Wild and Scenic. Rogue and Smith. There was never any question.
Southwest Oregon’s Rogue River is an icon among Western waterways. As one of eight charter members of the Wild and Scenic Rivers System in 1968, the 200-mile Rogue flows from the Cascade Range near Crater Lake westward to the Pacific, offering inspiring beauty, world-class recreation and abundant wildlife virtually the entire way.
The deep green pools, sparkling waterfalls, and playful whitewater of the Rogue’s lush upper canyons have made it the most famous river trip in the Pacific Northwest. And an average of 100,000 salmon and steelhead returning to the river each year qualify the lower basin as one of the most productive fish runs on the entire West Coast (second only to the Columbia). Its largest tributary, the Illinois River, is the wild salmon and steelhead refuge for the Rogue Basin and home to the highest concentration of rare plants in Oregon.
Just to the south, the emerald-green Smith River is a free-flowing gem tumbling down the slopes of the Siskiyou Mountains in the far northwestern corner of California. As the last remaining free-flowing river system in the state, it holds the California state record for steelhead (27 pounds) and produces many of the biggest salmon outside of Alaska. Breathtaking scenery includes one of the state’s premier stands of old-growth redwoods in Jedediah Smith State Park.
Much of the Smith watershed has been protected by a 305,000-acre National Recreation Area that forms the northern border to Redwood National and State Parks. Together with the Rogue and Illinois, the threesome establish the highest concentration of Wild and Scenic Rivers in the contiguous United States. The 325-mile segment of the Smith constitutes the longest Wild and Scenic River in the U.S.[clickToTweet tweet=”The nation’s highest concentration of Wild and Scenic Rivers straddles the Oregon/Cali line. #wearerivers” quote=”The nation’s highest concentration of Wild and Scenic Rivers straddles the Oregon/Cali line.”]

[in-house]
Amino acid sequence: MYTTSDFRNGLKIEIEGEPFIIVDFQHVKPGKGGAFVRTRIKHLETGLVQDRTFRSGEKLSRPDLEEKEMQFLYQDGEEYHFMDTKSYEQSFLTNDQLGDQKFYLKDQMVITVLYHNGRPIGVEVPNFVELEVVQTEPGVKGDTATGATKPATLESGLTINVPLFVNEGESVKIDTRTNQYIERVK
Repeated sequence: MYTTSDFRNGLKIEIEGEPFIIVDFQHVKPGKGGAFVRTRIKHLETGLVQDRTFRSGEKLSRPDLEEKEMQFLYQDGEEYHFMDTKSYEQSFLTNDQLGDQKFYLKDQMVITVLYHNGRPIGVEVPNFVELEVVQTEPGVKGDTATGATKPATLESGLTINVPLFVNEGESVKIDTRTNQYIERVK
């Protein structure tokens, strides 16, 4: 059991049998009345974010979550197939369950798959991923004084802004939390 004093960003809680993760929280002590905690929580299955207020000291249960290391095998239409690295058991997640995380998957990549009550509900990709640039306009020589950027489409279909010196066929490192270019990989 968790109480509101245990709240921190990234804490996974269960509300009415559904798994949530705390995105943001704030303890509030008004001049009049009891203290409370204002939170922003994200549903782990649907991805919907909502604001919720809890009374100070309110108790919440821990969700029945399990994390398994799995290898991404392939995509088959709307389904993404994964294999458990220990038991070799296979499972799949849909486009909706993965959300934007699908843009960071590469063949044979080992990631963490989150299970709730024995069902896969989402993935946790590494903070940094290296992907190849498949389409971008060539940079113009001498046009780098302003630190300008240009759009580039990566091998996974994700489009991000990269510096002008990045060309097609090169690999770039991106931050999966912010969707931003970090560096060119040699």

This treasure trove of outstanding scenery, inviting whitewater, ancient forests, rich biodiversity, and thriving fisheries has come under attack in recent years as mining companies have submitted plans strip mine and drill on dozens of sites previously recommended as federal Wilderness or Roadless Areas.
The Rogue and Smith rivers were listed among America’s Most Endangered Rivers® in 2015 after nickel strip mining was proposed in the headwaters of Hunter Creek and the Pistol River, along the Wild Rivers Coast between the Rogue and Smith river watersheds. Hunter Creek and North Fork Pistol River are known for their strong native salmon and steelhead runs, designated Botanical Areas, and two BLM Areas of Critical Environmental Concern. The collection of rivers is prized by boaters, botanists, anglers, and local communities.
The Smith River watershed faces the added threat of a foreign-owned mining company’s ongoing attempt to conduct exploratory drilling at 59 sites along important tributaries across approximately 3,000 acres of the South Kalmiopsis Roadless Area. The Bush Administration recommended a portion of this watershed for Wilderness designation.
Mining for metals is recognized by the EPA as the biggest toxic polluter in the U.S. and the Forest Service has already concluded that this type of mining would have drastic and irreversible impacts in Rough and Ready Creek, one of the threatened tributaries in the Rogue watershed.
Salmon, steelhead, cutthroat, and world-renowned biologically diverse plant species are not the only things that would suffer the devastation of this precious wild area. Local communities in Southwestern Oregon and Northern California also depend on these rivers for clean drinking water, recreational and commercial fishing, and a recreational economy that generates hundreds of thousands of dollars each year.
Prompted by the threat of mining, Senators Ron Wyden and Jeff Merkley (OR) and Representative Peter DeFazio (OR) and Jared Huffman (CA) have introduced the Southwestern Oregon Watershed and Salmon Protection Act that would permanently protect these watersheds from new mining activity. Federal agencies stepped up with a temporary ban and a public process to consider a five-year ban on new mining while Congress considers the introduced legislation. The ban would prevent new mining claims and require proposed mines to meet a rigorous review process.
Immediate closure of the area to mining is the most effective way to help prevent the development of nickel strip mines from turning the pristine headwaters of the highest concentration of wild rivers in the country into an industrial mining zone. The U.S. Forest Service, Bureau of Land Management, and Department of Interior must withdraw this area from mining immediately to protect this wild treasure.